GG: What are your first thoughts and feelings, as an artist and bay area resident, to the theme of “Embodying Spaces”?
Mg:As a woman of color, I am always aware of my body and how it occupies certain spaces. My mother would call this public face/home face. In this current moment and time I want to embody dissent in my being, the work I’m putting into the world and on the page. I want to be louder, more guttural, animalistic in my refusals especially in the normalization of fascist gestures. I want to cry, hold your hand, and burn everything down.
GG: LIMINAL’s pre-opening event in February 2015 introduced the tagline “theory made actual” as a presentation of an actual space in which women and gender nonconforming folks could come to write. At our first Soiree in 2016, the tagline was “Support Deviance: Inhabit the LIMINAL.” We went from theory to actuality to inhabiting. Now, in 2017, we are setting forth the notion of “Embodying Spaces.” What differences do you see between inhabiting and embodying? What, in your own creative work or in the work of others that you admire, can you point to that demonstrates this difference?
Mg: Embodied writing seeks to reveal the lived experience of the body through intersecting language and the senses whereas inhabiting is the physical occupation of a space. Embodiment gives form to the experiences of the body, but then again, can writing itself be an act of embodiment?
GG: What are you currently working on and what is it informed by or inspired by? Does the notion of “embodiment” interact with your work any way?
Mg: I am always thinking about landscape and belonging—the point when a thing ceases to be beautiful and becomes a nuisance. I suppose this is a constant thread in Anemal Uter Meck, which is a meditation of sorts on mistranslation, which includes the ways in which the body, illness, identity, gender, landscape, race, language, and the environment are mistranslated all the time. No?
This notion extends into my latest project entitled BEARING, which interrogates the notion of being emplaced, to be put into position in terms of historical and bodily displacement. A deliberation on the quality or state of being a notation on the grid, an act of documenting: a wide-open space. In this work, I wanted to archive the way landscapes and bodies aren’t distinctive of quality, but rather in oscillation. Like nature, the body keeps moving, is never stable, especially in terms of context and its relation of relevance. The embodiment of the load on one’s person and the grouping of space—submissions a body/landscape must undergo to frame or enact on.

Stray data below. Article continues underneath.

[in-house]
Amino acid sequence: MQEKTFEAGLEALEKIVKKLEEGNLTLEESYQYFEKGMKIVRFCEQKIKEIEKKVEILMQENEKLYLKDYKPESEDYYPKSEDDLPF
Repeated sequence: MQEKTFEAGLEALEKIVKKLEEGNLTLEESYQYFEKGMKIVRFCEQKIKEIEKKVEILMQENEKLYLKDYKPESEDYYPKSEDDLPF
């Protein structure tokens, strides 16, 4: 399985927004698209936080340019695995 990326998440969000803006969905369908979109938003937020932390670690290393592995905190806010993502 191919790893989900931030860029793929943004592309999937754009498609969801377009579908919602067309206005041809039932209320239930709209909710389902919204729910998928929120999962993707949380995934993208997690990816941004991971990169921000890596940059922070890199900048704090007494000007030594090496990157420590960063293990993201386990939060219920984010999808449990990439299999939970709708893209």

GG: How long have you lived in the Bay Area? What are your thoughts on the writing/arts scene of the Bay Area now and in the past? How have things changed? What are your hopes and your worries?
Mg: I grew up in East Side San Jose, but I’ve lived a lot of places including Kentucky, Nashville, Berlin, and Amsterdam. I’ve called Oakland home since 2005. A lot has changed in the Bay Area as a whole. Housing is ridiculously expensive, there are so many nice places to eat and drink, numerous venues to go and listen to others read, and so many less People of Color.
GG: In our society, whose mainstream looks at gender as a binary system, what does it mean to embody a space in your genuine expression of gender? What would you ask for in all arts spaces of the Bay, in order to make your expression of gender welcome? Alternately, where are spaces in the Bay Area that are welcoming of art and artists of all gender expressions and what do you credit this welcoming to?
Mg: I really love the community you are helping build with Liminal. It feels like a space where safety and humanity are priorities, where writing and community is at the forefront. I think that is the thing I most appreciate about your work: generosity.
GG: What, would you say to other writers, especially women in the Bay Area, about the importance of “Embodying Spaces” going into 2017?
Mg: I feel it is important to show up and to keep imposing one’s body on/in a space— as long as safety allows—but that is just me.
Born in Subic Bay, Philippines, Mg Roberts is a poet, multimedia artist & publisher. She is author of the poetry collections Anemal Uter Meck (Black Radish Books, 2017) and not so, sea (Durga Press, 2014). She is a Kundiman Fellow, Kelsey Street Press member, VONA/Voices Alum, and sits on the Board of Small Press Traffic. Her work has appeared in the Stanford Journal of Asian American Studies, Dusie, Bombay Gin, Web Conjunctions, Smarginature, Elderly and elsewhere. She co-edited the anthology Nests and Strangers: On Asian Women Poets (Kelsey Street Press) along with Timothy Yu and is currently co-editing Responses, New Writing, Flesh with Ronaldo Wilson and Bhanu Kapil (forthcoming from Nightboat Books); an anthology on the urgency of avant-garde writing written for and by writers of color. She lives in Oakland with her three daughters, two hens, one puppy, and geologist husband.
WOMEN POETS (Kelsey Street Press 2015)
not so, sea (Durga Press 2014)